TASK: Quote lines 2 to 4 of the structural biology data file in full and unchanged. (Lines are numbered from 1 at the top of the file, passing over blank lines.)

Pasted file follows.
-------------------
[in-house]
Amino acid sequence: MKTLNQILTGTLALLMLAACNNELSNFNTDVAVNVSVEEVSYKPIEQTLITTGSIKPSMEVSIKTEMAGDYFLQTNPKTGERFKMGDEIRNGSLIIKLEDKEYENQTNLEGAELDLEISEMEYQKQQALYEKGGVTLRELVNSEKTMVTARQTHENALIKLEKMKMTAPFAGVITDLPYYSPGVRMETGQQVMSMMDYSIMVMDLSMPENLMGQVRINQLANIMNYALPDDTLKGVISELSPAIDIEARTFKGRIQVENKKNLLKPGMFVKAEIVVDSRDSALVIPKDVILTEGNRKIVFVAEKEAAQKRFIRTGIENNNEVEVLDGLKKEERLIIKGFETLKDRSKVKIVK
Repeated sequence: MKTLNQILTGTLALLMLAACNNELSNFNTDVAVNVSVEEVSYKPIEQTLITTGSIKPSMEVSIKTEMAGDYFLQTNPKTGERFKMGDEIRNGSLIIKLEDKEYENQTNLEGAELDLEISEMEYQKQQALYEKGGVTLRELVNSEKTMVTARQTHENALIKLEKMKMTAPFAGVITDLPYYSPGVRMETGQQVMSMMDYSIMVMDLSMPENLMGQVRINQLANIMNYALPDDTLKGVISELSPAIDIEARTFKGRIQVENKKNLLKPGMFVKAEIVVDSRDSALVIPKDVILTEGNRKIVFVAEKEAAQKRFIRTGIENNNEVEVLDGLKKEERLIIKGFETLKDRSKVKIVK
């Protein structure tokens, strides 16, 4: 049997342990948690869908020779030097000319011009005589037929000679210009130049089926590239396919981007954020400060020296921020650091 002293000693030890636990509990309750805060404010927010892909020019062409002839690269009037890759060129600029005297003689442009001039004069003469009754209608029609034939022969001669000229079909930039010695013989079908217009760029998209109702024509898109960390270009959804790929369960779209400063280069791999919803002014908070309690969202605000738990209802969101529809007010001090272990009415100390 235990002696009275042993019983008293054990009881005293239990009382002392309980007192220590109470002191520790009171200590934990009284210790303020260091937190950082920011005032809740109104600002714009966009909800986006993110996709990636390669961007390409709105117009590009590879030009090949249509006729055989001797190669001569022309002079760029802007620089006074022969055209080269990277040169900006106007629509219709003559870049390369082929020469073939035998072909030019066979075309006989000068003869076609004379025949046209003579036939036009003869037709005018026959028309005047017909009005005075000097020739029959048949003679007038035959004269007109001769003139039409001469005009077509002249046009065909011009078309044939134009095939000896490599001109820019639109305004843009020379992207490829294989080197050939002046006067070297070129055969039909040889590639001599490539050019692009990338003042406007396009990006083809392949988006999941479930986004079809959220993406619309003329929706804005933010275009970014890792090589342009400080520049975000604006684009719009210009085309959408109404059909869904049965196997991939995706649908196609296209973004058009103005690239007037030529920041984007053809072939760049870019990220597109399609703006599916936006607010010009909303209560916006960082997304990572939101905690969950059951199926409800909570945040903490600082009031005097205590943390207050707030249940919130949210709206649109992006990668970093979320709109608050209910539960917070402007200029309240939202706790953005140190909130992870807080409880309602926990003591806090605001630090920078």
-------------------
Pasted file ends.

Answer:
Amino acid sequence: MKTLNQILTGTLALLMLAACNNELSNFNTDVAVNVSVEEVSYKPIEQTLITTGSIKPSMEVSIKTEMAGDYFLQTNPKTGERFKMGDEIRNGSLIIKLEDKEYENQTNLEGAELDLEISEMEYQKQQALYEKGGVTLRELVNSEKTMVTARQTHENALIKLEKMKMTAPFAGVITDLPYYSPGVRMETGQQVMSMMDYSIMVMDLSMPENLMGQVRINQLANIMNYALPDDTLKGVISELSPAIDIEARTFKGRIQVENKKNLLKPGMFVKAEIVVDSRDSALVIPKDVILTEGNRKIVFVAEKEAAQKRFIRTGIENNNEVEVLDGLKKEERLIIKGFETLKDRSKVKIVK
Repeated sequence: MKTLNQILTGTLALLMLAACNNELSNFNTDVAVNVSVEEVSYKPIEQTLITTGSIKPSMEVSIKTEMAGDYFLQTNPKTGERFKMGDEIRNGSLIIKLEDKEYENQTNLEGAELDLEISEMEYQKQQALYEKGGVTLRELVNSEKTMVTARQTHENALIKLEKMKMTAPFAGVITDLPYYSPGVRMETGQQVMSMMDYSIMVMDLSMPENLMGQVRINQLANIMNYALPDDTLKGVISELSPAIDIEARTFKGRIQVENKKNLLKPGMFVKAEIVVDSRDSALVIPKDVILTEGNRKIVFVAEKEAAQKRFIRTGIENNNEVEVLDGLKKEERLIIKGFETLKDRSKVKIVK
């Protein structure tokens, strides 16, 4: 049997342990948690869908020779030097000319011009005589037929000679210009130049089926590239396919981007954020400060020296921020650091 002293000693030890636990509990309750805060404010927010892909020019062409002839690269009037890759060129600029005297003689442009001039004069003469009754209608029609034939022969001669000229079909930039010695013989079908217009760029998209109702024509898109960390270009959804790929369960779209400063280069791999919803002014908070309690969202605000738990209802969101529809007010001090272990009415100390 235990002696009275042993019983008293054990009881005293239990009382002392309980007192220590109470002191520790009171200590934990009284210790303020260091937190950082920011005032809740109104600002714009966009909800986006993110996709990636390669961007390409709105117009590009590879030009090949249509006729055989001797190669001569022309002079760029802007620089006074022969055209080269990277040169900006106007629509219709003559870049390369082929020469073939035998072909030019066979075309006989000068003869076609004379025949046209003579036939036009003869037709005018026959028309005047017909009005005075000097020739029959048949003679007038035959004269007109001769003139039409001469005009077509002249046009065909011009078309044939134009095939000896490599001109820019639109305004843009020379992207490829294989080197050939002046006067070297070129055969039909040889590639001599490539050019692009990338003042406007396009990006083809392949988006999941479930986004079809959220993406619309003329929706804005933010275009970014890792090589342009400080520049975000604006684009719009210009085309959408109404059909869904049965196997991939995706649908196609296209973004058009103005690239007037030529920041984007053809072939760049870019990220597109399609703006599916936006607010010009909303209560916006960082997304990572939101905690969950059951199926409800909570945040903490600082009031005097205590943390207050707030249940919130949210709206649109992006990668970093979320709109608050209910539960917070402007200029309240939202706790953005140190909130992870807080409880309602926990003591806090605001630090920078």